We all know that human resource departments are fertile ground for fads and notions that sound much better than they actually are. Much of this irrational exuberance is due to the fact that HR managers, constantly in search of new silver bullets, are overly quick to embrace ideas that excite the imagination in the abstract but turn out to be speculative, overly simple, not really measurable in terms of what they contribute to the organization, and whose failure or lack of impact is relatively easy to rationalize after the fact.
Once such idea is called hiring for cultural fit. Implementation of this strategy means evaluating candidates against some broad (read ill-defined) statement of cultural attributes first and then, for those who pass that threshold, assessing skills or competencies. Some bloggers seem to endorse the idea, and there are consultants who now claim to be able to help companies hire precisely in this way. Who doesn’t love American opportunism?
The belief that culture is the principal driver of corporate greatness effectively took root with Tom Peters’ publication of In Search of Excellence in 1982. He argued very persuasively that he had discovered eight common practices that produced high performance cultures and led to exceptional performance. In 1994, with Built to Last, Jim Collins and Jerry Porras followed suit with their own list of eighteen visionary companies whose “enduring greatness” features (consciously driven cultural characteristics) could also be synthesized and replicated.
Other writers have also promoted these simple cultural formulae, but the point to be made is that in all of these cases, their research was dubious and their conclusions were based upon selective, subjective observations. For the full explanation and proof of this, read The Halo Effect by Phil Rosenzweig (Free Press, 2007). It is one of the most insightful business books ever written.
Rosenzweig’s research offers evidence that instead of cultures seeding high performance, the reverse is true: A highly performing organization spawns the cultural attributes that Peters and Collins saw as causal. Although these characteristics may be common in many highly performing organizations, they do not coalesce into some universal formula that explains success. In fact, a large percentage of those companies with “high performance” cultures – today’s heroes – eventually become tomorrow’s dogs!
Just take a look at the lists compiled by Peters and Collins. A great many variables affect a company’s performance, most of them related to the marketplace and their competitors, which are beyond the control of a company’s management. Guess what happens to the cultures of those once high flyers when their performance begins to tank?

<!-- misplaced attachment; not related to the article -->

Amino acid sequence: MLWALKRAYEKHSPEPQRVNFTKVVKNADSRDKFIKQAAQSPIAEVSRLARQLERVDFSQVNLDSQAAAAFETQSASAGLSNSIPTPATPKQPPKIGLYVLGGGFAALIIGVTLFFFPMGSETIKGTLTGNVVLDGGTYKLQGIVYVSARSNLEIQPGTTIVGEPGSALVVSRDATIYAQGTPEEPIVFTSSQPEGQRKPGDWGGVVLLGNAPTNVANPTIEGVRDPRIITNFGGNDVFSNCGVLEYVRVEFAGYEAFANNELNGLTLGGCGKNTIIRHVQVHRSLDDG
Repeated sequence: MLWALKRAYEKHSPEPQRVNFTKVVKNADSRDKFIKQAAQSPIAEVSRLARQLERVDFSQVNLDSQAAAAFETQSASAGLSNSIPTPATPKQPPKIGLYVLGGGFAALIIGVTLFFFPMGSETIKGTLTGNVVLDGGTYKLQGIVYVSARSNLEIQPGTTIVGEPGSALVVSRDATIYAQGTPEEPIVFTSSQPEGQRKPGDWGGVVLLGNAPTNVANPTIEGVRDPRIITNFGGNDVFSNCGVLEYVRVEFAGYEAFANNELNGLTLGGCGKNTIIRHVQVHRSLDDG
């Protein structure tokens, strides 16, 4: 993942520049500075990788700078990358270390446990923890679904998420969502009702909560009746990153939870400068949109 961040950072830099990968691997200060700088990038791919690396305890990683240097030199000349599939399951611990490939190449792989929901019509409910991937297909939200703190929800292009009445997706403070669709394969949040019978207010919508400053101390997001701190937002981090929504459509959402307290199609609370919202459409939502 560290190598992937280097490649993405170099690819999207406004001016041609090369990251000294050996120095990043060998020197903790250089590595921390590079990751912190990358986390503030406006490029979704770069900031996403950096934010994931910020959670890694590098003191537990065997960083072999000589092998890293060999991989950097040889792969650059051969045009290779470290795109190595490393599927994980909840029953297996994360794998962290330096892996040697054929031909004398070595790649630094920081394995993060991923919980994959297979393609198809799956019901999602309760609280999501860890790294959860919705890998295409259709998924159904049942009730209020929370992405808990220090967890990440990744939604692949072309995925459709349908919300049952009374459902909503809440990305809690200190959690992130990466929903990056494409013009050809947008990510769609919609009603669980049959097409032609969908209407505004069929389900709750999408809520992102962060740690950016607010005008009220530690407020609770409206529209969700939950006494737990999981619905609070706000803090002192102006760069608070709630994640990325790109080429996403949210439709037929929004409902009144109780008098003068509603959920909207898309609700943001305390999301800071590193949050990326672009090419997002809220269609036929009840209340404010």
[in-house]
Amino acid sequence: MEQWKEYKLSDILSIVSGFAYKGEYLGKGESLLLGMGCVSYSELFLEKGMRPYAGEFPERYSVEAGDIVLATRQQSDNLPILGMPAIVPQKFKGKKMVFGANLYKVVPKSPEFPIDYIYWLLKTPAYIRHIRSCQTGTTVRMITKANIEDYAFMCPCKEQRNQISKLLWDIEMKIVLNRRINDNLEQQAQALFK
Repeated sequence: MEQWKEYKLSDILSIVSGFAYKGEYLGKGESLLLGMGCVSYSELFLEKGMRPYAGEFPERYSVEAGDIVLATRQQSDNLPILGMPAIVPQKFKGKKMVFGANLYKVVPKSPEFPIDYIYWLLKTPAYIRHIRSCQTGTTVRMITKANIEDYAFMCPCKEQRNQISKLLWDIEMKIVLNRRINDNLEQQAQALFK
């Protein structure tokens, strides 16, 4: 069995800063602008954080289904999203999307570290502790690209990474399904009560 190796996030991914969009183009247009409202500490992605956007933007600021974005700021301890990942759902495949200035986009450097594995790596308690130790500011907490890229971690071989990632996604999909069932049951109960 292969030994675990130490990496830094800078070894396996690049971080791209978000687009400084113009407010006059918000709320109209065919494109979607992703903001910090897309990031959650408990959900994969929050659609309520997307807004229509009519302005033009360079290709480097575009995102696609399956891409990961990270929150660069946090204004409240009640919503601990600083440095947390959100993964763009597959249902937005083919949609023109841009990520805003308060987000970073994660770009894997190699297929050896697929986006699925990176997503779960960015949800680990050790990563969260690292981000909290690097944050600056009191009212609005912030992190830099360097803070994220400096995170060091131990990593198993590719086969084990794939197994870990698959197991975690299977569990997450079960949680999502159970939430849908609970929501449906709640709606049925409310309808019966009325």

So, how does this relate to hiring for cultural fit? It’s a chicken and egg thing. Hire for the culture (most often a list of vague notions without an iota of supporting evidence) and you’re likely to overlook the exceptional performance skills and talents that fostered the “culture” in the first place! You may acquire some “good” team players and people who appear to meet some nebulous definition of leadership potential, but that’s shooting at the wrong target and is likely to exclude those rare, incredibly talented individualists who make the difference, but who don’t conform to stereotypes.
Cultures change as players come and go, starburst products flame out, strategies evolve leaving things behind and requiring a journey in a new direction, and the marketplace and competitors exert new and unexpected forms of pressure. What types of problems will you exacerbate by hiring people who are aligned, loosely at best, to a culture that will inevitably change?
Unless you have an HR mandate to experiment for the sake of experimenting, it makes more sense, financially and with respect to shareholder value, to look for exceptional talent in every role and let the culture take care of itself.
__________________________________________________________________________For more than forty years, Frank Gump has been helping corporations become more productive and profitable by helping management teams identify and hire top performers and manage them most effectively. Developed and refined through extensive experience in more than 1200 organizations in the United States, Canada, England, and Australia, ADGI’s Organizational Management System (OMS) is a finely calibrated, technologically advanced decision-making process offering the potential for enormous payback. Contact ADGI for more insight and connect with Frank on LinkedIn. Follow ADGI on Twitter @ADGIGroup. Like ADGI on Facebook and follow us on Google+.